Joseph Dow's History of Hampton: Brick-making / Tanneries

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The "clay-pits" are mentioned in the early annals of the town, but nothing is on record in regard to brick-making. Within the present century, this industry seems to have been confined to one family, but when it was begun is uncertain. Dea. Samuel Drake, when a young man, eighty years ago, more or less, was a brick-maker, his yard being near the present residence of Mr. J. T. Brown; and later, back of Mr. Clarence T. Brown's. The last location of the brick-yard was in the large field south of Deacon Drake's house, where his son, Samuel Drake, manufactured about a hundred thousand brick annually. Since his death, in 1879, the business has not been pursued.


In 1711, complaint being made that there was a great waste occasioned by oak trees being cut down on the commons, for the purpose of stripping off their bark, to be used in tanning hides, a vote was passed, declaring all bark thus stripped off, forfeited, wherever it might be found, and subjecting the offender to a fine of five shillings for each tree so stripped or barked.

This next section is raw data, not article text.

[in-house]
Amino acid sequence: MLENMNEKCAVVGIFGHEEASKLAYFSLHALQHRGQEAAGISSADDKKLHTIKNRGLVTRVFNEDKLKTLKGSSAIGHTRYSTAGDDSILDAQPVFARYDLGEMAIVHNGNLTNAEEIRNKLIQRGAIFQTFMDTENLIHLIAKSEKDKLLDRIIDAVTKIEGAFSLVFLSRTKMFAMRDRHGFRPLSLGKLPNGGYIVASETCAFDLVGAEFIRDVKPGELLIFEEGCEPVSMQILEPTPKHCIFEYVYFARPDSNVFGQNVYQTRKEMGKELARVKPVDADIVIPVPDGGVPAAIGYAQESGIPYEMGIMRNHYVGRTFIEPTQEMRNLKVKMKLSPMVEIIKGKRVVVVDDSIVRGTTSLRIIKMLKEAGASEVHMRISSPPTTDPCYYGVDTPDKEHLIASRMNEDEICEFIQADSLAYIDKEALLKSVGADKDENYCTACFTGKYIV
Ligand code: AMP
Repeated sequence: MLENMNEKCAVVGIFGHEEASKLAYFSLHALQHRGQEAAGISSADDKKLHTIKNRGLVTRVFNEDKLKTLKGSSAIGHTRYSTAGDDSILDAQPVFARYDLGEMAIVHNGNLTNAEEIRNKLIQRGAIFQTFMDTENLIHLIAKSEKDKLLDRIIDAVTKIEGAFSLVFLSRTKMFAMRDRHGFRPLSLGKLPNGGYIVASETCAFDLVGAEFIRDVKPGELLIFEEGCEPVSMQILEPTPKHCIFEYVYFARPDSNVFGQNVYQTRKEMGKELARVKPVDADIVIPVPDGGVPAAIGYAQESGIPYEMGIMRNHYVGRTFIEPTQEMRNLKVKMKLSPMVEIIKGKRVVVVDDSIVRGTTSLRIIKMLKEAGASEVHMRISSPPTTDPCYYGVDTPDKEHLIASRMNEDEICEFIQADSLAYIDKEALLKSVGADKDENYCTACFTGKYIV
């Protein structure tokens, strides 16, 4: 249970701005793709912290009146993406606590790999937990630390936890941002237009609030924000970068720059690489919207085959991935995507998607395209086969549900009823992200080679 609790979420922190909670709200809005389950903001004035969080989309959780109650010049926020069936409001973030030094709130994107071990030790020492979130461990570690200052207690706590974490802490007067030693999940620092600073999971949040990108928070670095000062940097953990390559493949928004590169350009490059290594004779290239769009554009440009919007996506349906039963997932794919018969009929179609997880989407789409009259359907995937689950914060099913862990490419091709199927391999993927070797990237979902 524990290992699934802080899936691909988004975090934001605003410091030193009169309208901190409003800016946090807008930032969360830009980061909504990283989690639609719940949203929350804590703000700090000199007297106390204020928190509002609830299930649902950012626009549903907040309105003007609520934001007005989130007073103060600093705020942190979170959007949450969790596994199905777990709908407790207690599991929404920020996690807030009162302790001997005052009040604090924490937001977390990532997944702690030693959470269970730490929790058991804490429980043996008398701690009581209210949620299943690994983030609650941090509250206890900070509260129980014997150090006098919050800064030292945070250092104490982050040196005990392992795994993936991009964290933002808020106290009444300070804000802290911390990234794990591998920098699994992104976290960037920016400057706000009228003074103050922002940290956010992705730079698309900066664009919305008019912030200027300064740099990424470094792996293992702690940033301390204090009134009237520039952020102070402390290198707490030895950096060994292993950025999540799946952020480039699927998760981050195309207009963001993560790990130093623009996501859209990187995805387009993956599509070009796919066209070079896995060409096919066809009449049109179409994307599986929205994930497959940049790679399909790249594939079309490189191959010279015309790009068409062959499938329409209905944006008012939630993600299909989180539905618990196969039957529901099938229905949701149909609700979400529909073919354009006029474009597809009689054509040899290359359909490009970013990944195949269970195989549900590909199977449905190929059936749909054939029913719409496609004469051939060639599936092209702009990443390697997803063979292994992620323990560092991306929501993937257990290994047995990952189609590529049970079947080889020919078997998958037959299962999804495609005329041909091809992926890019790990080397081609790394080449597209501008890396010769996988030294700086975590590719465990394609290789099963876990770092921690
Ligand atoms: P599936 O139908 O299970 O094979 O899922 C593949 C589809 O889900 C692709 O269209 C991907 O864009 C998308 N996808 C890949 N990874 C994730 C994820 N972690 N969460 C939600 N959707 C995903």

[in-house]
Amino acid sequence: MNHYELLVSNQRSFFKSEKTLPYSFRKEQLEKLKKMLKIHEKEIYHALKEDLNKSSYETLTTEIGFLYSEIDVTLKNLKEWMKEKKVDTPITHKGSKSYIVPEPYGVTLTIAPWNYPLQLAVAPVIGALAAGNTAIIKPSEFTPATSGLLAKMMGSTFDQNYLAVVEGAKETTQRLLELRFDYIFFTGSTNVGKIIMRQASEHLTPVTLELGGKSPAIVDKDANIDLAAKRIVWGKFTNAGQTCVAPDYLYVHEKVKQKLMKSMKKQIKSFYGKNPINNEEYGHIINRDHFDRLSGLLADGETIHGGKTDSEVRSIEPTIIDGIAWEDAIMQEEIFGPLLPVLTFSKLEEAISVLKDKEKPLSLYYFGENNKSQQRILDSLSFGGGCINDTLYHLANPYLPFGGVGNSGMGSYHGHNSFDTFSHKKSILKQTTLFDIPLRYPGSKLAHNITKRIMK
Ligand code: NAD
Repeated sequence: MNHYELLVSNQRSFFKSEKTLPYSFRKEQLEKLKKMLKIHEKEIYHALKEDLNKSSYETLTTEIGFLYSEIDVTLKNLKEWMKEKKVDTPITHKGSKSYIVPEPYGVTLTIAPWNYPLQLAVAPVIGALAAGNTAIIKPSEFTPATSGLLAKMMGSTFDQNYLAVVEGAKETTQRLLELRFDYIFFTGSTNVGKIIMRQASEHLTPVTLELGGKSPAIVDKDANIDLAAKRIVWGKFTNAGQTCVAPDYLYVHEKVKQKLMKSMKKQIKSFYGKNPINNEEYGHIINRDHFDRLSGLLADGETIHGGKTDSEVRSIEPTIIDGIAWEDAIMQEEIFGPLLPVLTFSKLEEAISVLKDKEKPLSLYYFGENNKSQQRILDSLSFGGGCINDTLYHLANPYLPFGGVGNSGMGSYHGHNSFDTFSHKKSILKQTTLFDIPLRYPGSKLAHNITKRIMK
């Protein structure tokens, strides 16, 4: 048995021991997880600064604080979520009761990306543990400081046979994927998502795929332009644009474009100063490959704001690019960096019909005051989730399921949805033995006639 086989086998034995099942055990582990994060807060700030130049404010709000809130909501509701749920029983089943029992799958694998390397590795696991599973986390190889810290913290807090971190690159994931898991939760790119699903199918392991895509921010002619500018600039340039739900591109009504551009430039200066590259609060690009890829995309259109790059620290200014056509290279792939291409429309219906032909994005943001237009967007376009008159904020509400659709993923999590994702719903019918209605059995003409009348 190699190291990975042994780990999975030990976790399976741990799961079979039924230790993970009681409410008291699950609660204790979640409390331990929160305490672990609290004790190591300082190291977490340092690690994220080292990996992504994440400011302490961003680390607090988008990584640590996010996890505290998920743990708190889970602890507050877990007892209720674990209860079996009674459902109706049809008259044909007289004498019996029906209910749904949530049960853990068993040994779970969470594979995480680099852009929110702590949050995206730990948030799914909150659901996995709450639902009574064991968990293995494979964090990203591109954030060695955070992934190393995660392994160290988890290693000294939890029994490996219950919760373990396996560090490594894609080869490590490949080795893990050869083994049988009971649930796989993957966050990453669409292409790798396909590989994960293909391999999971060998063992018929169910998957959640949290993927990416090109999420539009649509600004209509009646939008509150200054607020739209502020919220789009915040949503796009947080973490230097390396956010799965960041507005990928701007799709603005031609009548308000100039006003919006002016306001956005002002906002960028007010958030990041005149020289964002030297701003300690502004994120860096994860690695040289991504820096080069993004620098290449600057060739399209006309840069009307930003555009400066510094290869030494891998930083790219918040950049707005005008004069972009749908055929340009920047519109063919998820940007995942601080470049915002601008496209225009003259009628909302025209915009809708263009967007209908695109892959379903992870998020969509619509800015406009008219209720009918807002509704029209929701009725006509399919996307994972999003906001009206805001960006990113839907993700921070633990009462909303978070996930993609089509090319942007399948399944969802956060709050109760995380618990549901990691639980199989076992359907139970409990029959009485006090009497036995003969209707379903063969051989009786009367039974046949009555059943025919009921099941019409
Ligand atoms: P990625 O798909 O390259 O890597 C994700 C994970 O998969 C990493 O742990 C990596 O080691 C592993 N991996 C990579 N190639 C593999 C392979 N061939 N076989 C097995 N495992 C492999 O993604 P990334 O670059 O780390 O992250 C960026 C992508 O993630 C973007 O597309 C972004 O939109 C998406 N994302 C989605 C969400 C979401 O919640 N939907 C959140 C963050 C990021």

Tanning was, no doubt, formerly, an important industry in our town. In modern times, some shoe-makers and farmers have tanned hides for their own use, and occasionally for their neighbors. Dea. David B. Elkins once had a tannery of this kind, on the "old swamp run," flowing into the Bride Hill mill-stream, a few rotten timbers of which, may still be seen. The Garlands, at the "east end," operated such a tannery, situated in the meadow over the ridge, back of the Garland homestead.

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